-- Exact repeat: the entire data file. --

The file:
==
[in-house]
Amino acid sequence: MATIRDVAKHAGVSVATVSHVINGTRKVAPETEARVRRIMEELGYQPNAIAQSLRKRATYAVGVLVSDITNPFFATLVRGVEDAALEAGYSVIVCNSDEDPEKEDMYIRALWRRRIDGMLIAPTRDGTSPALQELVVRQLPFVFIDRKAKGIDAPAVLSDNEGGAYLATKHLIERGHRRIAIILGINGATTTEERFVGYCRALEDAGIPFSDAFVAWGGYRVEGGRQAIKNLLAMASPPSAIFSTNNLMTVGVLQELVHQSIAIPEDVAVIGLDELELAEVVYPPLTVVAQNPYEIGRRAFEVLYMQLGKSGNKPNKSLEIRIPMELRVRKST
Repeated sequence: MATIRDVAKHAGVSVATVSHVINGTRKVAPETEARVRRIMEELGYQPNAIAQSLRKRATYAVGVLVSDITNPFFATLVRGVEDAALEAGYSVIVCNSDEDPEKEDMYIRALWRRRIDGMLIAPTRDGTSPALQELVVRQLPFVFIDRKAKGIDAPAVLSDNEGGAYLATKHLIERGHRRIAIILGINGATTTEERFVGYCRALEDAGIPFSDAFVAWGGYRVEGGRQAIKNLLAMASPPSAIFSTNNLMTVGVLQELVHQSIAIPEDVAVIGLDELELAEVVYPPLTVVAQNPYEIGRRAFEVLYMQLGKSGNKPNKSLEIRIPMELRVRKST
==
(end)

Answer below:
[in-house]
Amino acid sequence: MATIRDVAKHAGVSVATVSHVINGTRKVAPETEARVRRIMEELGYQPNAIAQSLRKRATYAVGVLVSDITNPFFATLVRGVEDAALEAGYSVIVCNSDEDPEKEDMYIRALWRRRIDGMLIAPTRDGTSPALQELVVRQLPFVFIDRKAKGIDAPAVLSDNEGGAYLATKHLIERGHRRIAIILGINGATTTEERFVGYCRALEDAGIPFSDAFVAWGGYRVEGGRQAIKNLLAMASPPSAIFSTNNLMTVGVLQELVHQSIAIPEDVAVIGLDELELAEVVYPPLTVVAQNPYEIGRRAFEVLYMQLGKSGNKPNKSLEIRIPMELRVRKST
Repeated sequence: MATIRDVAKHAGVSVATVSHVINGTRKVAPETEARVRRIMEELGYQPNAIAQSLRKRATYAVGVLVSDITNPFFATLVRGVEDAALEAGYSVIVCNSDEDPEKEDMYIRALWRRRIDGMLIAPTRDGTSPALQELVVRQLPFVFIDRKAKGIDAPAVLSDNEGGAYLATKHLIERGHRRIAIILGINGATTTEERFVGYCRALEDAGIPFSDAFVAWGGYRVEGGRQAIKNLLAMASPPSAIFSTNNLMTVGVLQELVHQSIAIPEDVAVIGLDELELAEVVYPPLTVVAQNPYEIGRRAFEVLYMQLGKSGNKPNKSLEIRIPMELRVRKST